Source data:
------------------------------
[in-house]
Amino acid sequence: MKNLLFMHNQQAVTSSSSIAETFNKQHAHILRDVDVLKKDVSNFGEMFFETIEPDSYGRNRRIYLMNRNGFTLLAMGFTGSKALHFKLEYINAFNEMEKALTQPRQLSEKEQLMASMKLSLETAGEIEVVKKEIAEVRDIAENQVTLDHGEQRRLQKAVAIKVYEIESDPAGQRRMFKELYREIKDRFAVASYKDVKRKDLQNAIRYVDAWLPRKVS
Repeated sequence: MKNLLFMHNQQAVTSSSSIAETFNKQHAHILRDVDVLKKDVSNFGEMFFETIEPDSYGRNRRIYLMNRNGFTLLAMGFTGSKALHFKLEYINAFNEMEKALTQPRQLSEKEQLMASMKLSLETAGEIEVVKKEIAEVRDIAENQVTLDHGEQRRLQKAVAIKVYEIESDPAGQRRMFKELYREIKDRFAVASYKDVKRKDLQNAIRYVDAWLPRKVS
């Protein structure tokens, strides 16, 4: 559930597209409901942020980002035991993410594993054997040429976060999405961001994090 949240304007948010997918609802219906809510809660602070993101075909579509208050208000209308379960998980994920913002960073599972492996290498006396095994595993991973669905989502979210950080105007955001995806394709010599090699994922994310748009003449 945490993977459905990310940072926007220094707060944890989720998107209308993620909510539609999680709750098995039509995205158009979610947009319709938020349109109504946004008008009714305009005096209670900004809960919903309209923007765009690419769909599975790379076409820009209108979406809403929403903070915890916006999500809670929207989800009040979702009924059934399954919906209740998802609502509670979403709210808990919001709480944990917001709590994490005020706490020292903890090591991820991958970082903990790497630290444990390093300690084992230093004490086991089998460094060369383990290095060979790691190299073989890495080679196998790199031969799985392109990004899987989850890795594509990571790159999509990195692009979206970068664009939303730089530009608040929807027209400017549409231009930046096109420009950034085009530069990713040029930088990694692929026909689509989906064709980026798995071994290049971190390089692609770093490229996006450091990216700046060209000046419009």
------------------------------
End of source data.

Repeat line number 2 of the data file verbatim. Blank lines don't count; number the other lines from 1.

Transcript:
Amino acid sequence: MKNLLFMHNQQAVTSSSSIAETFNKQHAHILRDVDVLKKDVSNFGEMFFETIEPDSYGRNRRIYLMNRNGFTLLAMGFTGSKALHFKLEYINAFNEMEKALTQPRQLSEKEQLMASMKLSLETAGEIEVVKKEIAEVRDIAENQVTLDHGEQRRLQKAVAIKVYEIESDPAGQRRMFKELYREIKDRFAVASYKDVKRKDLQNAIRYVDAWLPRKVS